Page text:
WTJU, 91.1fm in Charlottesville Virginia.. The three-hour program had a simple programming tenant -- never repeat a work. (read more at Running the Gamut - A Thousand and One Wednesdays)
Wednesday, May 22, 2013 from 6-9am we'll mark the 1000th program with a live webcast, mini-fundrive (donate here), and air messages from our listeners (call 434.207.2120 to leave your message).
Looking over the master playlist for "Gamut," I'm amazed at both how much music by how many composers I've been able to air, and how much there is still left to do. Nevertheless, if you (like me), have listened to every single episode of "Gamut," you would have been exposed to a lot of great music. I freely program from all style periods of classical music, from the middle ages (beginning ca. 900) all the way up through the present.
And I mean present. In 2010 composer Robert Ian Winstin undertook the task to composer, perform, record and produce a new classical work every single day during the month of February. (28 in twenty-eight) I obtained permission to air the works, and so during that month "Gamut" featured works that were less than six hours old. Now that's about as contemporary as you can get!
Along the way, I've been able to do some interesting cycles that, taken in total, help the listener more fully understand the composer. Some cycles are easy -- like Brahms symphonies (he only wrote four), and Grieg piano concertos (he wrote just one). But then there were cycles that could only be programmed and aired with a longer view -- like these:
Franz Joseph Haydn - 104 symphonies
Ludwig van Beethoven - 9 symphonies. 16 string quartets, 32 piano sonatas, 10 violin sonatas
Wolfgang Amadeus Mozart - 18 piano sonatas, 23 string quartets, 41 symphonies
Felix Mendelssohn - Complete Songs without Words (8 volumes, 48 pieces), 5 symphonies, 12 string symphonies
- to name a few
I also featured a lot of works by composers that haven't made the Top 10, but either perhaps should have, or at least deserve to be in the Top 40. Since they're not as widely recorded, I usually can't do a complete cycle of works, also often I can do a complete cycle of recordings! Here are a few examples:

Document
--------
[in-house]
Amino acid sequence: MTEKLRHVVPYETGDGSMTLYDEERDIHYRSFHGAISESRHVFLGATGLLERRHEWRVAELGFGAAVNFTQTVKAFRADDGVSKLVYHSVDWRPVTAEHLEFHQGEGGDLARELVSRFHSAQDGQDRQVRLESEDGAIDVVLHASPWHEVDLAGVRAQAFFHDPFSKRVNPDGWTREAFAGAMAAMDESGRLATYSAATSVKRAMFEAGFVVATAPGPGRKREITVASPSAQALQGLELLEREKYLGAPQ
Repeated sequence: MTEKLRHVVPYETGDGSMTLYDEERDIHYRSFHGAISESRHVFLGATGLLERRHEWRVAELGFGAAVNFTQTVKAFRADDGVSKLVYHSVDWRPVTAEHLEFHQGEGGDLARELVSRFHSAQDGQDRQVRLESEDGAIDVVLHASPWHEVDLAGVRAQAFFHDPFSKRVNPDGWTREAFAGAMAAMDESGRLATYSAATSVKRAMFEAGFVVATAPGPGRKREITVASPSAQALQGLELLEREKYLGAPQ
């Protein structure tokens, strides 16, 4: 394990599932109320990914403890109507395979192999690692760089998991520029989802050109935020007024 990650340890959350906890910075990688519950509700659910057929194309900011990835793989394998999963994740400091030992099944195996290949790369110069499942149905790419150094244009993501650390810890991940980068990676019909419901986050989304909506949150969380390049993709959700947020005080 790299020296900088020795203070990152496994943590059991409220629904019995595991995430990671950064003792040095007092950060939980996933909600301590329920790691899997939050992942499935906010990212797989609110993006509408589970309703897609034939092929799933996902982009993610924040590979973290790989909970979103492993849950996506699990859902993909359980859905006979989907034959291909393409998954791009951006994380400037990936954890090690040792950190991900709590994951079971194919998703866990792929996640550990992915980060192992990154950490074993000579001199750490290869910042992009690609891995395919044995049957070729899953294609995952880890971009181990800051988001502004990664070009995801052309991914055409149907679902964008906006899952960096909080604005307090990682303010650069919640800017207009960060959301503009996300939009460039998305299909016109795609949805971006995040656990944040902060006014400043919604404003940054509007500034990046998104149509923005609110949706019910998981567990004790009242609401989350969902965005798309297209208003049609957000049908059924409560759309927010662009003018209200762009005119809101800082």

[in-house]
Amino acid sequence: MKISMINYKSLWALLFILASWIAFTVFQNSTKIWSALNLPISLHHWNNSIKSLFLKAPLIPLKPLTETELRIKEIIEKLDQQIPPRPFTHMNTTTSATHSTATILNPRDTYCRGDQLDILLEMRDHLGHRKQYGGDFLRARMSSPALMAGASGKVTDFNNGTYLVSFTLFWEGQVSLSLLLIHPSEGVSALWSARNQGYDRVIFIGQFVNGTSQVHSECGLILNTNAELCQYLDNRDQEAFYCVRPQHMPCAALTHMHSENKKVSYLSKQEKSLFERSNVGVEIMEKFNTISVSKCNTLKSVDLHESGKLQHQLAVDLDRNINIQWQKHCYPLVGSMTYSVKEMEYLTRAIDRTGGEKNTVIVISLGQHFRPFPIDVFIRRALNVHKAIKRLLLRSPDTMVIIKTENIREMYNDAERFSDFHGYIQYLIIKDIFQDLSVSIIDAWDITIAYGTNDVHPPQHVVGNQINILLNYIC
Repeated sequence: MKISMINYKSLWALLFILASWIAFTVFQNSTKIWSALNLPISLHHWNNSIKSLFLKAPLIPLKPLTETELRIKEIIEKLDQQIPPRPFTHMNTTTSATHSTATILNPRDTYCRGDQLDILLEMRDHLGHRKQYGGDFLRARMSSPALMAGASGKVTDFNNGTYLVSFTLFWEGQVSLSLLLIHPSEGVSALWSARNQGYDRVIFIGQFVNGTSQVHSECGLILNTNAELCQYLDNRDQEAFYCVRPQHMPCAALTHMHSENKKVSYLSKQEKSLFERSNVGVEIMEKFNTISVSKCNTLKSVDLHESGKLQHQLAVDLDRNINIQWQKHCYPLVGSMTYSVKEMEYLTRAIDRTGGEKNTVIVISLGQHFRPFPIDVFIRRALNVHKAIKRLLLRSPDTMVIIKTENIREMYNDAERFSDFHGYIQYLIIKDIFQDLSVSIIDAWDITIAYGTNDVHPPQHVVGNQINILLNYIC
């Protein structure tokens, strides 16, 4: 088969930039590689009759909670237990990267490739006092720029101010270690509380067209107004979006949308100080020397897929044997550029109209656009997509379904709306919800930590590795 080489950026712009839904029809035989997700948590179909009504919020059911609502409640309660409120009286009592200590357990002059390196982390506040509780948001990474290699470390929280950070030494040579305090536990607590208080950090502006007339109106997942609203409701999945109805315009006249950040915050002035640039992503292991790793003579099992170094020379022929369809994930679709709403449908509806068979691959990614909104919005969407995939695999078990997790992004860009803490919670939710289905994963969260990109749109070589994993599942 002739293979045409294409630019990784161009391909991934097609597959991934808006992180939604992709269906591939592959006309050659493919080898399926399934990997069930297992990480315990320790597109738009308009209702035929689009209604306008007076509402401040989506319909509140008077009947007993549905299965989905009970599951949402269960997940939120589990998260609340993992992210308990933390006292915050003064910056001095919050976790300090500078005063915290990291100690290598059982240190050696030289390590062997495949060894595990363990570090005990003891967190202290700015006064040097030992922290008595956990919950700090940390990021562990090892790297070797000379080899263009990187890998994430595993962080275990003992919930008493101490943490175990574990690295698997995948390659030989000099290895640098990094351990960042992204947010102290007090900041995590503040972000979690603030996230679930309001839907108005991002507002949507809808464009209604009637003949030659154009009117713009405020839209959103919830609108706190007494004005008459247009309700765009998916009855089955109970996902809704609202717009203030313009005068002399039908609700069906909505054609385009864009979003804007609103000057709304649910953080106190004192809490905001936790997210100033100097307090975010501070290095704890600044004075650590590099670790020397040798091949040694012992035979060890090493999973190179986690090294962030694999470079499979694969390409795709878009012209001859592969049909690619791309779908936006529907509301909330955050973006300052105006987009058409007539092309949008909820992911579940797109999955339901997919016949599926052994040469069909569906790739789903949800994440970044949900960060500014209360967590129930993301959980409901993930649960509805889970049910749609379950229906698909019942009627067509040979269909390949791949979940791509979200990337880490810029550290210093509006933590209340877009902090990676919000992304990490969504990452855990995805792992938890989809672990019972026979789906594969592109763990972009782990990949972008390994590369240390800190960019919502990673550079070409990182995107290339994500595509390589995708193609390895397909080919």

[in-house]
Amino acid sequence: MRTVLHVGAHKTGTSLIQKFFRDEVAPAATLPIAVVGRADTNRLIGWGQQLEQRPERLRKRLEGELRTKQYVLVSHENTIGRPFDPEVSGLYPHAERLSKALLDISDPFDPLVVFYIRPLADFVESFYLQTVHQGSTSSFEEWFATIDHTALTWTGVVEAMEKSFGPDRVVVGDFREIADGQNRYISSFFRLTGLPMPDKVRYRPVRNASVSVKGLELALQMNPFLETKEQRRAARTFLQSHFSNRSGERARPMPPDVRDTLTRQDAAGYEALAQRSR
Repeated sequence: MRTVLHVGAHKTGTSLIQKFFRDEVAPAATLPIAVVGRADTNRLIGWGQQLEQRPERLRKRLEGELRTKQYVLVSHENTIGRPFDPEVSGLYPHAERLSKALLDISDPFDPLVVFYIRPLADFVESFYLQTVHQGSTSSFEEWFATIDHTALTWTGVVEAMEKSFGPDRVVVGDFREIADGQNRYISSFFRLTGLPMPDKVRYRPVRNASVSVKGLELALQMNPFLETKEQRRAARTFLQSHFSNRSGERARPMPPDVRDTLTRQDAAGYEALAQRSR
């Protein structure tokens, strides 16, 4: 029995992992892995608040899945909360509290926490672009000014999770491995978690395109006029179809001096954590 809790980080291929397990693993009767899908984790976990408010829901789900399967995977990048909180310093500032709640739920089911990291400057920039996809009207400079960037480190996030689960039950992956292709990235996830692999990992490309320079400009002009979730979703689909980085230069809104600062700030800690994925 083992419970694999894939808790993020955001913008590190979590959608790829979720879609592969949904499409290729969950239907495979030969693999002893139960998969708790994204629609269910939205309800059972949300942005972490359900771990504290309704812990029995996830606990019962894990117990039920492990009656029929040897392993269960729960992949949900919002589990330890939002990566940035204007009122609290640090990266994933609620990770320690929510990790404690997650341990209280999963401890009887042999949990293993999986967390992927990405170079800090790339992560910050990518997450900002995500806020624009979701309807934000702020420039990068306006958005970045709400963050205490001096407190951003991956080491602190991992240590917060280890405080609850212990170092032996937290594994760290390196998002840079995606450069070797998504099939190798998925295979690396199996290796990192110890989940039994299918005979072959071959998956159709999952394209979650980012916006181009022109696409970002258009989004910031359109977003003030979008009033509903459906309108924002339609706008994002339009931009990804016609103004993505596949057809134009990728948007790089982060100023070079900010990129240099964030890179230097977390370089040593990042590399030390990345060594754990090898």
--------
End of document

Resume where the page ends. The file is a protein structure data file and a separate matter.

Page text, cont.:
Alan Hovhaness: 51 compositions out of 434 published works
Gerald Finzi: 37 out of 40 published works
Heitor Villa-Lobos: 60 (including all 17 string quartets) out of 592 known compositions
The stereotype is that classical music is irrelevant because it's all written by dead, white, European men. Well, not quite. Here's a very short list of the non-European (and some non-white) composers I've featured:
Carlos Chavez (Mexico)
Healy Willan (Canada)
Bechara El-Khoury (Lebanon)
Zhou Long (China)
Peter Schulthorpe (Australia)
William Grant Still (America)
Addressing the second part of the stereotype, I've aired more than a few women composers -- and not just contemporary ones, either. Here's a small sampling:
Hildegard von Bingen (medieval)
Fanny Mendelsohn-Hensel (romantic)
Clara Schumann (romantic)
Amy Beach (20th century)
Barbara Strozzi (baroque)
Joan Tower (contemporary)
Jennifer Higdon (contemporary)
And finally, I also air a lot of music by living composers. Because to me, classical music isn't a musty old artifact in a museum, but a vital part of contemporary life -- as evidenced by the composers who create it today. A very small list of living composers would include:
Ellen Taaffe Zwilich
.... and a work or two by yours truly.
Then there's all the other oddities I've aired, like Richard Wagner's symphonies(!), overtures from Haydn operas, PDQ Bach, Benjamin Franklin's string quartet, piano concertos by Beethoven's personal assistant, Ferdinand Reis, violin concertos by Saint-Georges, the greatest swordsman in 18th century France, and many, many more.
It's been quite a musical journey -- and I'm not done yet.
Part 1: A Thousand and One Wednesdays
Part 3: A Thousand and One Lessons